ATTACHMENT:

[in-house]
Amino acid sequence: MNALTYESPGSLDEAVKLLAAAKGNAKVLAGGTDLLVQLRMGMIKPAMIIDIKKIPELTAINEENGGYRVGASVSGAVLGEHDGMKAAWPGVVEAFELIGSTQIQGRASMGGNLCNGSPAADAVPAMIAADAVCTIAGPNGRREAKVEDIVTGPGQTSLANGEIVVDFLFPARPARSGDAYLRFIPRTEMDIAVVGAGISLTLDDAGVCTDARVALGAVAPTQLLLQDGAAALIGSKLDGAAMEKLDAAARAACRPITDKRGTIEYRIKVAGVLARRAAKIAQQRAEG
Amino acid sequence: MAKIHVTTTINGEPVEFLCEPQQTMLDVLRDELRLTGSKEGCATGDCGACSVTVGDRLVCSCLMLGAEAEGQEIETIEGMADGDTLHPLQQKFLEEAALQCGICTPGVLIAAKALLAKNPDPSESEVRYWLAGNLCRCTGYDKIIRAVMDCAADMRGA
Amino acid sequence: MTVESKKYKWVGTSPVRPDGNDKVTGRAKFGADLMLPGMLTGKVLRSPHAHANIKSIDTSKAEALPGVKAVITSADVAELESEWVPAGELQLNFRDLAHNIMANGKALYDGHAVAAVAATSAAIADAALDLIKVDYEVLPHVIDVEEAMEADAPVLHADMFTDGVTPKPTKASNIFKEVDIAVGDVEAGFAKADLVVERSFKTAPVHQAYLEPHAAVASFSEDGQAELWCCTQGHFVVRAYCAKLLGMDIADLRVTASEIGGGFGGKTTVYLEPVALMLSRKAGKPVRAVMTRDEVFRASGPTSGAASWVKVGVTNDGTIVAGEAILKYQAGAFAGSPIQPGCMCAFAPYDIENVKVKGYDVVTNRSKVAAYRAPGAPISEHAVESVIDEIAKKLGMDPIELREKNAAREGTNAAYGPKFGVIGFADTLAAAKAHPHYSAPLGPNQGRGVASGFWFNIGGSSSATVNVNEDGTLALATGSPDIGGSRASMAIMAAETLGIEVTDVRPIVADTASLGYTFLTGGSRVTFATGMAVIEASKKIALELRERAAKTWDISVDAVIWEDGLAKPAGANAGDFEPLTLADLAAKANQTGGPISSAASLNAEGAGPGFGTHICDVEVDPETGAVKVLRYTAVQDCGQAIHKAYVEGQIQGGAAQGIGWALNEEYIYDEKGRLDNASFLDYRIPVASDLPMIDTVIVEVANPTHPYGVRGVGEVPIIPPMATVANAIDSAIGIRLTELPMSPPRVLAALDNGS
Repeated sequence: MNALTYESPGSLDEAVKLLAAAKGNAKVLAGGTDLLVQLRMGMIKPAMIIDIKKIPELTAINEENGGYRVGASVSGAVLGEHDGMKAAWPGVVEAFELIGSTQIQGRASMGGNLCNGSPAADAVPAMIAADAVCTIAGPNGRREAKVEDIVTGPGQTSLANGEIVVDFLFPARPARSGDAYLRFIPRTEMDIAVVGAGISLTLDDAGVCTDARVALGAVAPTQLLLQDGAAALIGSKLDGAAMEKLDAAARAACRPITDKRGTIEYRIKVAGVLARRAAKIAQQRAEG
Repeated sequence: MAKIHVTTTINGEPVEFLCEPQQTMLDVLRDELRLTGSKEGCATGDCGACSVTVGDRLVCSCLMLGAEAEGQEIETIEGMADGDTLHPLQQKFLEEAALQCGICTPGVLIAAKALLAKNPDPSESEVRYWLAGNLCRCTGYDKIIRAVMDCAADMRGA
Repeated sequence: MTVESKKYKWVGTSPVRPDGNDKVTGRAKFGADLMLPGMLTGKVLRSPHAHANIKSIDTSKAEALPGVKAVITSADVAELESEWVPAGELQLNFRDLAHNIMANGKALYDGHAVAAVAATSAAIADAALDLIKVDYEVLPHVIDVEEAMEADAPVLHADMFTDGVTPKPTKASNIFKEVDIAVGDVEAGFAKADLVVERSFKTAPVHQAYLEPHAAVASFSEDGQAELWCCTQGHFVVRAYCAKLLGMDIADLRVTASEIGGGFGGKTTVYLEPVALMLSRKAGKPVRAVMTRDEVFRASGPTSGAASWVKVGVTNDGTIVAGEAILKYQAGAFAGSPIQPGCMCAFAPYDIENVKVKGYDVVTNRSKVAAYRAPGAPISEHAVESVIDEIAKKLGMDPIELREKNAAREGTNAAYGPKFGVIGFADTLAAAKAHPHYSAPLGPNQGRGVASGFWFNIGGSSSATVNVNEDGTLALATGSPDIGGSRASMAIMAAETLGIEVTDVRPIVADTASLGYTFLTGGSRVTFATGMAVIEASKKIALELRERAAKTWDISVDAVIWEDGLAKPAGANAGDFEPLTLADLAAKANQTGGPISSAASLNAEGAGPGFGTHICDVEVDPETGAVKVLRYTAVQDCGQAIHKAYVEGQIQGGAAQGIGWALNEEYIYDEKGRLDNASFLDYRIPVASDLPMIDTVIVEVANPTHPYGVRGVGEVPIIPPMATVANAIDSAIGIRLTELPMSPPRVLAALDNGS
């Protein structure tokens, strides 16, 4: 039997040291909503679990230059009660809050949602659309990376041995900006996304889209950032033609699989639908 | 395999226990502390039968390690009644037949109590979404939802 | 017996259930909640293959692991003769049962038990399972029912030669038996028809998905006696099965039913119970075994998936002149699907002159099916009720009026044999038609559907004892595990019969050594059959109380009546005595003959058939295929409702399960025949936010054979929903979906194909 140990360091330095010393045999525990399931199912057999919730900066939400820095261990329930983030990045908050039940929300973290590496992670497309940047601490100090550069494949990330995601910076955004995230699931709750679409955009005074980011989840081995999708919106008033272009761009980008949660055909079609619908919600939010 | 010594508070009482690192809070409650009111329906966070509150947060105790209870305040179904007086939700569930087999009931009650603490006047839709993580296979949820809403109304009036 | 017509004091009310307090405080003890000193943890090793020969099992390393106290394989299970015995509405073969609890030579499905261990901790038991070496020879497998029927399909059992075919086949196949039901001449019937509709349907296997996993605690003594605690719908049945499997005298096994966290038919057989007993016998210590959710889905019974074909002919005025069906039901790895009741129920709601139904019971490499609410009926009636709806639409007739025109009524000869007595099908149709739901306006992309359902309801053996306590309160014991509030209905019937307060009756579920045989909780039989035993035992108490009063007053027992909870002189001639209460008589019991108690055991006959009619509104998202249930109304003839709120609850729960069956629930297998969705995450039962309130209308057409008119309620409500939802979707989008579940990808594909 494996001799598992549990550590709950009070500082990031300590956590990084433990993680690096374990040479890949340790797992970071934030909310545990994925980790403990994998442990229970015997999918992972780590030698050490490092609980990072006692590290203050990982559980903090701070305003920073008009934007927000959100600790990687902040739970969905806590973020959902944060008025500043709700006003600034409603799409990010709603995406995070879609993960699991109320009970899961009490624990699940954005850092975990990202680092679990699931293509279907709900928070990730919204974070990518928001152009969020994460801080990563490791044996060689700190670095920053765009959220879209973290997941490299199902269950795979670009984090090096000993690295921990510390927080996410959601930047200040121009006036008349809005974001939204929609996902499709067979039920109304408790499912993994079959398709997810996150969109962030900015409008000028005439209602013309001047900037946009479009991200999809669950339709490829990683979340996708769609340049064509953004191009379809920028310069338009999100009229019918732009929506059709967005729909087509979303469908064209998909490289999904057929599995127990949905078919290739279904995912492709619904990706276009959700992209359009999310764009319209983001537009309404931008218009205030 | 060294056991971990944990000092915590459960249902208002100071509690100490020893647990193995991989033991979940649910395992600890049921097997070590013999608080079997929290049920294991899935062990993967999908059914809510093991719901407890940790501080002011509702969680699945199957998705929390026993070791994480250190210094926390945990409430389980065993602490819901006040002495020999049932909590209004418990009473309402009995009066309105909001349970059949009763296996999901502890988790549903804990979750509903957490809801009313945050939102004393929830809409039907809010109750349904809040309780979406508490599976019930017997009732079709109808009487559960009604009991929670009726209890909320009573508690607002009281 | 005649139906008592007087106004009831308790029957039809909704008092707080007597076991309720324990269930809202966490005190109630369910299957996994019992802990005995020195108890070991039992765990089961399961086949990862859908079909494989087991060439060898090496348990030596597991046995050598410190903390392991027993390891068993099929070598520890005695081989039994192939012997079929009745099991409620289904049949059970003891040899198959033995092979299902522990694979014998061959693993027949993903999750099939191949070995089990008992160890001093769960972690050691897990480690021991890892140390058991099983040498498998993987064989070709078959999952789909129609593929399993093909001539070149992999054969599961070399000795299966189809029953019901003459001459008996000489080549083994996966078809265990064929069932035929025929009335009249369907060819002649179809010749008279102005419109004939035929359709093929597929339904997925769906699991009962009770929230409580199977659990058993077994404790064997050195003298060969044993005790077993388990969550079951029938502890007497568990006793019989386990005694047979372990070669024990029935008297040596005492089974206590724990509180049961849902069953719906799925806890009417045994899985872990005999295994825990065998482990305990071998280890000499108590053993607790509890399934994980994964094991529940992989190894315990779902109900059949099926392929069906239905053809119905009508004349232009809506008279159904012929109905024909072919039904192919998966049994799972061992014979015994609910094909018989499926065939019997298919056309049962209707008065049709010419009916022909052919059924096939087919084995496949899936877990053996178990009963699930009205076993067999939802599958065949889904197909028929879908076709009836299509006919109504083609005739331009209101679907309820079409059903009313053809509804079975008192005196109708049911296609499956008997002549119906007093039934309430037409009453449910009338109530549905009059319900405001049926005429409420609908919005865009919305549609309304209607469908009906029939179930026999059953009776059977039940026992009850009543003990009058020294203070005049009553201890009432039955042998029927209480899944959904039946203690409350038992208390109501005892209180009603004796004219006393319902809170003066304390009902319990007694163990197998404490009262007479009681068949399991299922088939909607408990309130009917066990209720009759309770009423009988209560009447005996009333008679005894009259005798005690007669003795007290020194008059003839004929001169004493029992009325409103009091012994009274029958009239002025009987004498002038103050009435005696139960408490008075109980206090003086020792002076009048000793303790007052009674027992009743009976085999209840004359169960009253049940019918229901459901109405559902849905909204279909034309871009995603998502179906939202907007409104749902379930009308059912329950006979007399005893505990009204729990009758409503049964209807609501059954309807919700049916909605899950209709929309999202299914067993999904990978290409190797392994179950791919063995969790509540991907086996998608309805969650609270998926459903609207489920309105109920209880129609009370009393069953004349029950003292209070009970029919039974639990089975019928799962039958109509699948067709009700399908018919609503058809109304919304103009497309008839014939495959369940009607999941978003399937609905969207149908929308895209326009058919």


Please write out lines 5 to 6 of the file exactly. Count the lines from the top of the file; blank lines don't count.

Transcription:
Repeated sequence: MNALTYESPGSLDEAVKLLAAAKGNAKVLAGGTDLLVQLRMGMIKPAMIIDIKKIPELTAINEENGGYRVGASVSGAVLGEHDGMKAAWPGVVEAFELIGSTQIQGRASMGGNLCNGSPAADAVPAMIAADAVCTIAGPNGRREAKVEDIVTGPGQTSLANGEIVVDFLFPARPARSGDAYLRFIPRTEMDIAVVGAGISLTLDDAGVCTDARVALGAVAPTQLLLQDGAAALIGSKLDGAAMEKLDAAARAACRPITDKRGTIEYRIKVAGVLARRAAKIAQQRAEG
Repeated sequence: MAKIHVTTTINGEPVEFLCEPQQTMLDVLRDELRLTGSKEGCATGDCGACSVTVGDRLVCSCLMLGAEAEGQEIETIEGMADGDTLHPLQQKFLEEAALQCGICTPGVLIAAKALLAKNPDPSESEVRYWLAGNLCRCTGYDKIIRAVMDCAADMRGA